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Biography Of Lamont Dozier: Family, Career, Awards, and Death

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Lamont Dozier was born on June 16, 1941, in Detroit, Michigan, as Lamont Herbert Dozier. At the age of 12, he attended Poe Elementary School on the city’s west side and wrote his first lyrics, “A Song,” and composed the piano accompaniment. From 1954 to 1955, he attended Hutchins Junior High School and Northern Senior High School.

Lamont Dozier married Elizabeth Ann Dozier, who died in 2021, and later to Barbara Ullman Dozier. Lamont Dozier, Jr., Michelle Dozier, Michael Dozier, Beau Alexandre Dozier, Paris Dozier, and Desiree Dozier are his seven children.

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Dozier started his career at Motown, where he was a member of the legendary songwriting team Holland, Dozier, and Holland. Dozier, on the other hand, began a solo recording career in the early 1970s. In 1973, he released his first album, Out Here on My Own. The album’s singles included “Trying to Hold on to My Woman,” which charted at no. 4 R&B and no. 15 on the Billboard Hot 100, and “Fish Ain’t Bitin,” which charted at no. 4 R&B and no. 26 on the Billboard Hot 100. US. The following year, he released his second album, Black Bach with the hits “Let Me Start Tonite,” which reached no. 4 R&B and no. 87 on the Hot 100 and “All Cried Out” that peaked at no. 41 R&B.

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That’s My Mama, the theme song for the second season of the TV sitcom of the same name, was written by Dozier in 1975. Two years later, in 1977, he released Peddlin’ Music on the Side, which featured the hit “Goin’ Back to My Roots,” which peaked at number 35 on the Dance chart, followed by the album Bittersweet, which featured the cut “Boogie Business,” which peaked at number 47 on the Dance chart.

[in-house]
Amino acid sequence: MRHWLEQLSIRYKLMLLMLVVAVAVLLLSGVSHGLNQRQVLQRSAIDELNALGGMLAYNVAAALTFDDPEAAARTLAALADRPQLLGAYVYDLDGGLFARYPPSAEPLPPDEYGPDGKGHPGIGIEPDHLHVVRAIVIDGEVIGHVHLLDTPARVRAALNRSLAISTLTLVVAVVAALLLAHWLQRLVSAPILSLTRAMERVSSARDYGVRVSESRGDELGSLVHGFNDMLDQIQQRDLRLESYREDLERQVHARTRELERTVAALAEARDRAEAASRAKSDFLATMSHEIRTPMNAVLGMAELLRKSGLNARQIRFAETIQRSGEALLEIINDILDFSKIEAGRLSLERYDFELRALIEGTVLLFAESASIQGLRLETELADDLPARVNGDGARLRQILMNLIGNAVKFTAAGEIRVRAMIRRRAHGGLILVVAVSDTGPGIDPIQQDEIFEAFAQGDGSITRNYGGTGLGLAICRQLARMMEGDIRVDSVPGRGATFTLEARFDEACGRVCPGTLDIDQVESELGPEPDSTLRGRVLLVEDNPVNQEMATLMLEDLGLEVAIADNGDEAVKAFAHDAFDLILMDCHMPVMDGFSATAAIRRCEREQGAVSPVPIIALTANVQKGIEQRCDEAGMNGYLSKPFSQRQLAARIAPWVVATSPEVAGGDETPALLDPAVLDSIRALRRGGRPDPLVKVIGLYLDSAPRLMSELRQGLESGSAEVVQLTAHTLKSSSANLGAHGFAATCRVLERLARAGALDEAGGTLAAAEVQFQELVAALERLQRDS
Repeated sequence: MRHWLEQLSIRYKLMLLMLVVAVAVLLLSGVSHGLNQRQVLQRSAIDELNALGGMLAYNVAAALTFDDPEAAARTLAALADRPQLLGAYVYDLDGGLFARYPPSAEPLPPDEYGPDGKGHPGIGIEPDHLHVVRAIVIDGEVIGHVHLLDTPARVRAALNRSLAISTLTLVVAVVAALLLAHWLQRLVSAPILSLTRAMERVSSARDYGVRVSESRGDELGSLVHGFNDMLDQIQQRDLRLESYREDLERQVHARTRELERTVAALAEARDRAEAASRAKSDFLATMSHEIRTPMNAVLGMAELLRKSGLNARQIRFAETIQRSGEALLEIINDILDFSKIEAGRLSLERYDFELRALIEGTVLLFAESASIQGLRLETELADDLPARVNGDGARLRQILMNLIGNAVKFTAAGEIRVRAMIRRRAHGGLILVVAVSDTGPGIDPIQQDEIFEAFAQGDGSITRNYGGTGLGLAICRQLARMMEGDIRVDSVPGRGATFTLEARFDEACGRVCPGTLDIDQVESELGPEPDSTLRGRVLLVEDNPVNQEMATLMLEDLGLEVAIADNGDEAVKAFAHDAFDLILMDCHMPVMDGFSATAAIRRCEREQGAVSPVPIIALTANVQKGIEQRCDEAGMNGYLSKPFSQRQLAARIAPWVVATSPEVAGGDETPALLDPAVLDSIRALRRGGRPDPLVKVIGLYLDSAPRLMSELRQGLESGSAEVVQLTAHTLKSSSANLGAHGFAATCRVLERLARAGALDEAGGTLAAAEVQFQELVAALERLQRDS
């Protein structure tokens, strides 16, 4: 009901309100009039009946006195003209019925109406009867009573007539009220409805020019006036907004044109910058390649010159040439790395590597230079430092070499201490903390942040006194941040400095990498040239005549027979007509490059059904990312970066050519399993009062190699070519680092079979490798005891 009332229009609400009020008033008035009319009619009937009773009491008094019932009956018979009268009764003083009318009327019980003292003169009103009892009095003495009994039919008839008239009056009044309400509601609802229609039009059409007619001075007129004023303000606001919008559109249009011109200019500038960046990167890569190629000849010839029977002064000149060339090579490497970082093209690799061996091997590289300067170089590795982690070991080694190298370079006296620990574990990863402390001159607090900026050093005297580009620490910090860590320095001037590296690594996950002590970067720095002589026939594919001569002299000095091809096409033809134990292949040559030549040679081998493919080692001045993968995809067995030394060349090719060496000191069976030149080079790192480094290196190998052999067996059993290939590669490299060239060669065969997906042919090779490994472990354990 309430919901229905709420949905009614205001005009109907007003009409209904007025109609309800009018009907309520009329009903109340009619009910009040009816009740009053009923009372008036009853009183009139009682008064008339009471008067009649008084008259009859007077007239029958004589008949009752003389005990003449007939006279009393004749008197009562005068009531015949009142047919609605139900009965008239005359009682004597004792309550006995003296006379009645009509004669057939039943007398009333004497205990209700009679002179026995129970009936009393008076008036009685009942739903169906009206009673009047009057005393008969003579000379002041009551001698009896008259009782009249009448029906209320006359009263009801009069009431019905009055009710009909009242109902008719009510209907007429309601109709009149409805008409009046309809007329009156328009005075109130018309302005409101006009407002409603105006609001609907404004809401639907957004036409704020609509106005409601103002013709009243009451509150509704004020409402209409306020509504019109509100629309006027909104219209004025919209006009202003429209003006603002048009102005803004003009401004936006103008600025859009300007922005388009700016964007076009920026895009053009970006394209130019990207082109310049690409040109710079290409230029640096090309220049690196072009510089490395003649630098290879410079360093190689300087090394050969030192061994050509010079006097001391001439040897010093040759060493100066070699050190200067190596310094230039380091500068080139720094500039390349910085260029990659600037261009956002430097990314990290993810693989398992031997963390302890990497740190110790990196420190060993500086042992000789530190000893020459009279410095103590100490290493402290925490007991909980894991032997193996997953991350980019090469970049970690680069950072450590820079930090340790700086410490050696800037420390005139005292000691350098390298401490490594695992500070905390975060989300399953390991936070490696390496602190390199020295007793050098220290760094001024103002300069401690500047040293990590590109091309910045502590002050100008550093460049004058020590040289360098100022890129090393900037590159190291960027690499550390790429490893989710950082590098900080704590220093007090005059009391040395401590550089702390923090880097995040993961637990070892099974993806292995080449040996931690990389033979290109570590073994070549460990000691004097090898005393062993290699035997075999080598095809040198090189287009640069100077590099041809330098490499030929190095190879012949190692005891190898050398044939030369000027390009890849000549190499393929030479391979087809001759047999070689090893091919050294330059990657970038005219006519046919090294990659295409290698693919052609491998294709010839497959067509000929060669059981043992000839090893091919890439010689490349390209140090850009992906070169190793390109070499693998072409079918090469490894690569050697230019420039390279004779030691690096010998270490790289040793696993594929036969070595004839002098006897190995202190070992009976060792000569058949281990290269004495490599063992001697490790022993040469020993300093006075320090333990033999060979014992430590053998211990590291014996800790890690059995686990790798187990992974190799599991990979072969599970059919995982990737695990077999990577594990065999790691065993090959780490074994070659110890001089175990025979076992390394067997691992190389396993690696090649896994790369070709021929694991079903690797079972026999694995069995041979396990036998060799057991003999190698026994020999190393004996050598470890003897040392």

Dozier released the albums Lamont Dozier and Inside Seduction a decade later, in 1987. Both albums debuted at number 60 on the R&B album chart. Also in 1987, Dozier composed the song “Without You” for the soundtrack of the film Leonard Part 6, which was performed by R&B artists Peabo Bryson and Regina Belle. That song was more popular than any of his other singles. It reached number eight on the Adult Contemporary chart, number fourteen on R&B, number 85 in the United Kingdom, and number 89 on the Billboard Hot 100, selling one million records.

Dozier has received numerous awards and honors, including “Best Song Written Specifically for a Motion Picture or Television” for Buster, which he shared with Phil Collins for the song “Two Hearts” at the 31st Annual Grammy Awards in 1989. In 1990, Dozier was inducted into the Rock and Roll Hall of Fame. He received the Grammy Trustees Award for significant contributions to music nine years later, in 1998. In 2002, he was nominated for “Best Traditional R& Vocal Album” for “An American Original” at the 44th Annual Grammy Awards.

Reflections of Lamont Dozier, a compilation of 12 cover versions of hit songs written by Dozier and brothers Brian and Eddie Holland for Motown in the 1960s, was released in 2004. “I Hear A Symphony,” “Heatwave,” “Stop! In The Name of Love,” “Baby Love,” and “Reach Out, I’ll Be There” were among them.

Lamont Herbert Dozier, Sr. was a University of Southern California Thornton School of Music Artist-in-Residence Professor in 2008. The following year, Dozier wrote the music and lyrics for the musical stage version of First Wives Club, which included the songs “Forever Came Today,” “I Can’t Help Myself,” “Reach Out,” and “Stop! In the Name of Love.”

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